In parallel structure, as shown in Figure 3, where represents the feature map of each stage Sth and r is the index of resolution.

Existing networks for pose estimation are built by connecting high representation to low representation subnetworks in series, where each subnetwork, forming a stage, is composed of a sequence of convolutions and there is a down-sample layer across adjacent subnetworks to halve the resolution. But we keep the same spatial resolution of each subnetworks to ensure sufficient feature expression:


represents the result of fusion of various scales through element-sum. As shown in Figure 3 (b-d), the operation in (c) can be interpreted as:


represents one strided 3

3 convolution and represents the operation of upsampling.

One strided 33 convolution with the stride=2 for 2downsampling, and two consecutive strided 33 convolutions with the stride=2 for 4 downsampling. For upsampling, we adopt the simple nearest neighbor sampling following a 11 convolution for aligning the number of channels. And we use one strided 33 convolution with the stride = 2 for 2downsampling to complete the transformation.

Figure 4: (a) Attention Partial Module. (b) Dilated Bottleneck with DilatedConv.

3.3 Dilated Attention Partial Module

RefineNet - Better capture the re-lationship between channels. Based on the feature pyramid representations generated by ParallelNet, we attach a RefineNet to refine the keypoints. In order to improve efficiency, our RefineNet transmits the information across different levels and finally integrates the information of different levels via upsampling and concatenating. Our RefineNet concatenates all the pyramid features rather than simply using the upsampled features at the end of hourglass module.

In order to gather features selectivity from the shallow layer and the deep layer, we design the attention module, Attention Particial Module (APM). As shown in Figure 

4(a), we denote the input feature maps as , then applying global average pooling to have output , where denotes the number of channels. The -th channel can be expressed as:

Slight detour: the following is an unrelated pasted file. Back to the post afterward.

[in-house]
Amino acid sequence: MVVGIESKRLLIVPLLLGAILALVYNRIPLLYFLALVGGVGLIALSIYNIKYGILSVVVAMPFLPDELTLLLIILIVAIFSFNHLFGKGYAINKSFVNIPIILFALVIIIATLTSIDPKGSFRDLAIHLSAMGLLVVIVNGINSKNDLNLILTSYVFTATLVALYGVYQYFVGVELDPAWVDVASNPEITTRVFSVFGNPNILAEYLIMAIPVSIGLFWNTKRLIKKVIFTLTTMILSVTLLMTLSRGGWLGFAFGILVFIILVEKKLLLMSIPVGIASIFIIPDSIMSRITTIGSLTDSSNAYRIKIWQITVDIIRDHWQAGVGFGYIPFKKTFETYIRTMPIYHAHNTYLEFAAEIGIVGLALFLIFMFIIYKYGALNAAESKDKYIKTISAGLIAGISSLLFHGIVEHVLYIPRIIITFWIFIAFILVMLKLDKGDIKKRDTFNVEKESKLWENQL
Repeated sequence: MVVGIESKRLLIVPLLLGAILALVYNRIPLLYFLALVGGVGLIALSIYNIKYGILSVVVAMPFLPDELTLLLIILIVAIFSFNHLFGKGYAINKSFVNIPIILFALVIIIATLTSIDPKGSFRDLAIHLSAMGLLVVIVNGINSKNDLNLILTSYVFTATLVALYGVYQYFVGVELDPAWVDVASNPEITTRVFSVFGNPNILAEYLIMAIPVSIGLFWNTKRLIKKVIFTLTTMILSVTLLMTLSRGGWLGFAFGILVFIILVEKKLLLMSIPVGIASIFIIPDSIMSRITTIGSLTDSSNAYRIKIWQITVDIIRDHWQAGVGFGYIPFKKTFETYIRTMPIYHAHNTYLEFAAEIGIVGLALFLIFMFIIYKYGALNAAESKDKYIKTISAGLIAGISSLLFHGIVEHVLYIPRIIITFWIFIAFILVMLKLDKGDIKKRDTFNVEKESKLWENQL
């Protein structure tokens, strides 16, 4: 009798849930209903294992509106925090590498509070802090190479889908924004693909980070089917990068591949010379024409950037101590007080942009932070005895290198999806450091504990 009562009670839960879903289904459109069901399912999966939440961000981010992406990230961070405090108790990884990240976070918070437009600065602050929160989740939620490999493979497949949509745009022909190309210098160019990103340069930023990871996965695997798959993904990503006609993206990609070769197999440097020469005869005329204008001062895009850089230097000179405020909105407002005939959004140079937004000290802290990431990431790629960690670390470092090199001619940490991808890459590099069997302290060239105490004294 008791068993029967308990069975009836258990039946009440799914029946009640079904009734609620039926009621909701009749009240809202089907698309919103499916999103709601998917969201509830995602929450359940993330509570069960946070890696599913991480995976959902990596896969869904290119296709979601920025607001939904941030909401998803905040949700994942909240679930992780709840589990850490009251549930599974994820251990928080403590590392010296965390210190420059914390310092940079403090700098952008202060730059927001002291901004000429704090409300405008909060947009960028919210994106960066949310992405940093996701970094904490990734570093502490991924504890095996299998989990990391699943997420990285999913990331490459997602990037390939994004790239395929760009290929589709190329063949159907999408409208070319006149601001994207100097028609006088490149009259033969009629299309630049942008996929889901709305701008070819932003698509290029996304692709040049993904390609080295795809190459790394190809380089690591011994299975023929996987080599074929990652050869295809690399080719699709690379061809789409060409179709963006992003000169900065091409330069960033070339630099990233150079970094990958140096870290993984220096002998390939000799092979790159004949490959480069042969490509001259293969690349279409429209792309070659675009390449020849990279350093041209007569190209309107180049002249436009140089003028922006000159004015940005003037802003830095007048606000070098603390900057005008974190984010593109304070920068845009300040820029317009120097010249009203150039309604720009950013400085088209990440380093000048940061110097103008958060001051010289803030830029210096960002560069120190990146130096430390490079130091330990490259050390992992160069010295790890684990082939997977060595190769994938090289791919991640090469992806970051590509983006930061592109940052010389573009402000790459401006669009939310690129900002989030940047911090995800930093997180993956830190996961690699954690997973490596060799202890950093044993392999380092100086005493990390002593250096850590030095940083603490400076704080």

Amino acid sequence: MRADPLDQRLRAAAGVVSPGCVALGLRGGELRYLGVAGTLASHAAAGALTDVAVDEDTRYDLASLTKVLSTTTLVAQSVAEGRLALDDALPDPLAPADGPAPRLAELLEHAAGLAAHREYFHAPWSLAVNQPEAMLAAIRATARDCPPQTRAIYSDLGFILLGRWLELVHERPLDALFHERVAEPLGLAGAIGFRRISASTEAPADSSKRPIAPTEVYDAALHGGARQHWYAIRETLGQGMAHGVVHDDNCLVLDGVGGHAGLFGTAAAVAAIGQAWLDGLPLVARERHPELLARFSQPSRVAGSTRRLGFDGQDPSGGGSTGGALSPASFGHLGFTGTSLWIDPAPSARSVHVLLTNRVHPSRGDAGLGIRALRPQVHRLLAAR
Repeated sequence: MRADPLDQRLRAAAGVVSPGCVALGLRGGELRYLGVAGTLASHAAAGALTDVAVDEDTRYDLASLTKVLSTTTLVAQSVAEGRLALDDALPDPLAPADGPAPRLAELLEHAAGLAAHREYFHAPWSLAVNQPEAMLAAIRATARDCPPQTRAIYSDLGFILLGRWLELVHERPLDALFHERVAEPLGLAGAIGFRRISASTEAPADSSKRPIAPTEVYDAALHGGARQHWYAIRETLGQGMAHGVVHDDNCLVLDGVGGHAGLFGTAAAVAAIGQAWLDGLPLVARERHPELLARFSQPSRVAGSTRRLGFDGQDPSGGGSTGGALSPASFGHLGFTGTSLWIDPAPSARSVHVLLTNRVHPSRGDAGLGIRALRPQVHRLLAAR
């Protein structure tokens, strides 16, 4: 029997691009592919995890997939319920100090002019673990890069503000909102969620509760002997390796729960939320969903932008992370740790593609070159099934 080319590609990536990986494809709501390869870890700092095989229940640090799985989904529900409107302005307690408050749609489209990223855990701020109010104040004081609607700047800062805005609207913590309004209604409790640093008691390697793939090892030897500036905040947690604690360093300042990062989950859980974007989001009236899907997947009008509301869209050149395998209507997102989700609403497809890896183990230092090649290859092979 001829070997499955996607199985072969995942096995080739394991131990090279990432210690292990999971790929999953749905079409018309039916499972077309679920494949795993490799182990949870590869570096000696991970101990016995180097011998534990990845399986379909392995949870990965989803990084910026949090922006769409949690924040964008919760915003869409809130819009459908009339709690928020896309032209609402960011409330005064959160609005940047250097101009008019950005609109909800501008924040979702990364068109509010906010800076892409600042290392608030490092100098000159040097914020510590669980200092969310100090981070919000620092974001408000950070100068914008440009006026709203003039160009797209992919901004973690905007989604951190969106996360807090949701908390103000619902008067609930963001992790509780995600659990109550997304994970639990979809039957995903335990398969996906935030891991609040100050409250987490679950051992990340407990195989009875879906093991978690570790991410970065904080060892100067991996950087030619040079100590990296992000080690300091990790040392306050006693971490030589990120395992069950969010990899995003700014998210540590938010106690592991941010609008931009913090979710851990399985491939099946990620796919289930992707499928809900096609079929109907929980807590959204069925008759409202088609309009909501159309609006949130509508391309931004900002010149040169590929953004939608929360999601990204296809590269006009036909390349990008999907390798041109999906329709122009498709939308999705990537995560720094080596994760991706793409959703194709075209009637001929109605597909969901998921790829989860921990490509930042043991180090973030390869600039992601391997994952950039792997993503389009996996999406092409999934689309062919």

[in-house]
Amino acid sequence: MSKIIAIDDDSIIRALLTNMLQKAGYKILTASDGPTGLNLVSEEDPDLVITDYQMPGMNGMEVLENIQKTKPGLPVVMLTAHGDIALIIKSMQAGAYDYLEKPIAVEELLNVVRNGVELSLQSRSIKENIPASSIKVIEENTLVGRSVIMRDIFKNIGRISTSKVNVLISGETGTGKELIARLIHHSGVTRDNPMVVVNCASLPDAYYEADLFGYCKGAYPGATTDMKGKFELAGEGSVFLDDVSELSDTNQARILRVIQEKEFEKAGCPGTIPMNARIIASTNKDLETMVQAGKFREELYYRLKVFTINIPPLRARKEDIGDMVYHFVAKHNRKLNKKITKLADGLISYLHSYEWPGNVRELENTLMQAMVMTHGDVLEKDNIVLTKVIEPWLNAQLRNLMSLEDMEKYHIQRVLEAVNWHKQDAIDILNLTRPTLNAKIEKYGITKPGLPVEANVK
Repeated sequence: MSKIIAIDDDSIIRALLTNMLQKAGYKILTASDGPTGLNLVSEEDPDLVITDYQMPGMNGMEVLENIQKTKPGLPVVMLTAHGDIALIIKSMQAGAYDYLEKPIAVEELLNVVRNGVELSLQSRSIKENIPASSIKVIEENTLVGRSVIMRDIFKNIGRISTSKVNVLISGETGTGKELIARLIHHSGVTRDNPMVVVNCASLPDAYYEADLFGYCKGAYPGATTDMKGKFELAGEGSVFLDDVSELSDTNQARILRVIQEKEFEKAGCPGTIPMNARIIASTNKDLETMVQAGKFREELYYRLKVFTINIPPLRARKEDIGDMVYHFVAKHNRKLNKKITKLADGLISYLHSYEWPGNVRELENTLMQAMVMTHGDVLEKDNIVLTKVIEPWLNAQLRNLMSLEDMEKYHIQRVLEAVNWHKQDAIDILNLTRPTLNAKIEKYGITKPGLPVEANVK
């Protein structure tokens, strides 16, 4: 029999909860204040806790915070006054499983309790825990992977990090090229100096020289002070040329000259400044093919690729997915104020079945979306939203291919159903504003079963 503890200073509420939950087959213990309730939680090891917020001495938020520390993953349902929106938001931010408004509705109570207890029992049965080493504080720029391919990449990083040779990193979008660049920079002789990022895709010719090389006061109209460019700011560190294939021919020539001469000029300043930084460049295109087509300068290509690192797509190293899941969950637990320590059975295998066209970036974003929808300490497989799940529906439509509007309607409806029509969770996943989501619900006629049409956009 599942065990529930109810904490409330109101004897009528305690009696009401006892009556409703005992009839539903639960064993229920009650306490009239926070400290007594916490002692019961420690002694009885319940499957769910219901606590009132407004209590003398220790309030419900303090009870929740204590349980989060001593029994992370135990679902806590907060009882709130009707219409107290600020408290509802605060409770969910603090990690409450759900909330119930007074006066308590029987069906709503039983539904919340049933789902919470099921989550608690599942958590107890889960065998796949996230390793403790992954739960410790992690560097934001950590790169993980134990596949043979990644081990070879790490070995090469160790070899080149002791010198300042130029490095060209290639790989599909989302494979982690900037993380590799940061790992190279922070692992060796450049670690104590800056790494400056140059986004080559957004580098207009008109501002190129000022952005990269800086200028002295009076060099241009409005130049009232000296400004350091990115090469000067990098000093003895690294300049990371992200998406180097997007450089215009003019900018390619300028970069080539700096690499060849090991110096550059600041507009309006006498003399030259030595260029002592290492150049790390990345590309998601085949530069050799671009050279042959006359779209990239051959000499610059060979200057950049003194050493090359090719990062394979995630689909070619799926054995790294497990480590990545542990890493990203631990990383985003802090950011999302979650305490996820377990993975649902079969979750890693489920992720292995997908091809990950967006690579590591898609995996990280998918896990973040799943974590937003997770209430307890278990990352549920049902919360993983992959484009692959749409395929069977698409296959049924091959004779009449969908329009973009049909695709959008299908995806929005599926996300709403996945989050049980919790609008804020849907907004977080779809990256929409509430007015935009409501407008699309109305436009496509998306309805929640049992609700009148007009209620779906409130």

is reorganized by a 11 convolution layer with the same number of channels as

. The Sigmoid function

is applied to activate the convolution result, constraining the value of weight vector

. Then performing an outer product for and , and the final output can be expressed as :


In addition, we stack more Dilated bottleneck blocks as shown in Figure 4(b) into deeper layers, which can use smaller spatial-size conv to achieve a good trade-off between receptive filed and efficiency.

3.4 Differentiable Sequences for Pose Data Augmentations

Figure 5:

Four examples of learned sub-policies applied to one example image batch. (a) Each different color image batch corresponds to a different random sample of the corresponding sub-policy. Each step of an augmentation sub-policy consists of a triplet corresponding to the operation, the probability of application and a magnitude measure. (b) Operations on the edges are initially unknown. We take a Continuous relaxation of the search space by placing a mixture of candidate operations on each edge. We jointly optimize the mixed probability and network weights by solving the bi-level optimization problem. (c) We induce the example architecture from the learned mixing probabilities.

More efficient. Relying on engineering experience to manually set data augmentations is not innovative enough. Since our Net input is a cropped bounding-box image, we use these methods such as geometric transformation, color transformation, scale transformation, etc. to increase data diversity. We treat data augmentation search as a discrete optimization problem. Based on previous work, in our search space, we define an augmentation policy as a unordered set of K sub-policies. During training one of the K sub-policies will be selected at random and then applied to the current image-batch. Each sub-policy has N image transformations which we define 9 operations, as shown in Table 1.

Operation Name Description
TranslateX(Y) Translate the image and the bounding boxes in the horizontal (vertical) direction by number of pixels.
Rotate Rotate the image and the bounding boxes degrees.
Equalize Equalize the image histogram.
Solarize Invert all pixels above a threshold value of .
SolarizeAdd For each pixel in the image that is less than 128, add an additional amount to it decided by the .
Brightness Adjust the brightness of the image. A =0 gives a black image, whereas =1 gives the original image.
Sharpness Adjust the sharpness of the image. A =0 gives a blurred image, whereas =1 gives the original image.
Cutout Set random square patches of pixels with side-length to gray.
Scale Scale with this .